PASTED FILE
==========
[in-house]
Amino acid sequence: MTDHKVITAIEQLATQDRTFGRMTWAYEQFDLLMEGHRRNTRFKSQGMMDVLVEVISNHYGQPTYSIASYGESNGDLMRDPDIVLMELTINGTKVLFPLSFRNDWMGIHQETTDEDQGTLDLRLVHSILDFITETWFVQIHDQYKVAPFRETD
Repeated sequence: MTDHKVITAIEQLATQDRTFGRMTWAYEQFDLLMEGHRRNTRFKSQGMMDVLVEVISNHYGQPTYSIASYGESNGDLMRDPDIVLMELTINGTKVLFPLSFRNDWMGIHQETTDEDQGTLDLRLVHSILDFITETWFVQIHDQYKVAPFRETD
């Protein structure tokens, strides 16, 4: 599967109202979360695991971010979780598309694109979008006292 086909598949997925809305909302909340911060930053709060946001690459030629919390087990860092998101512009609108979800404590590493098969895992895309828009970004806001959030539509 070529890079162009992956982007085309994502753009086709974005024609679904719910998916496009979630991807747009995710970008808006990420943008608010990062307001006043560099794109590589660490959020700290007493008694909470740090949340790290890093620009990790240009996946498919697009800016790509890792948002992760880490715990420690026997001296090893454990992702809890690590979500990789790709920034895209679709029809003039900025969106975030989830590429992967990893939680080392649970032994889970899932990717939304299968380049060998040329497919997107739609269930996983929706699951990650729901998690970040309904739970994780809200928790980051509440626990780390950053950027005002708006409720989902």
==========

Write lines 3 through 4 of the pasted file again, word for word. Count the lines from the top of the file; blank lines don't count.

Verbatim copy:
Repeated sequence: MTDHKVITAIEQLATQDRTFGRMTWAYEQFDLLMEGHRRNTRFKSQGMMDVLVEVISNHYGQPTYSIASYGESNGDLMRDPDIVLMELTINGTKVLFPLSFRNDWMGIHQETTDEDQGTLDLRLVHSILDFITETWFVQIHDQYKVAPFRETD
């Protein structure tokens, strides 16, 4: 599967109202979360695991971010979780598309694109979008006292 086909598949997925809305909302909340911060930053709060946001690459030629919390087990860092998101512009609108979800404590590493098969895992895309828009970004806001959030539509 070529890079162009992956982007085309994502753009086709974005024609679904719910998916496009979630991807747009995710970008808006990420943008608010990062307001006043560099794109590589660490959020700290007493008694909470740090949340790290890093620009990790240009996946498919697009800016790509890792948002992760880490715990420690026997001296090893454990992702809890690590979500990789790709920034895209679709029809003039900025969106975030989830590429992967990893939680080392649970032994889970899932990717939304299968380049060998040329497919997107739609269930996983929706699951990650729901998690970040309904739970994780809200928790980051509440626990780390950053950027005002708006409720989902």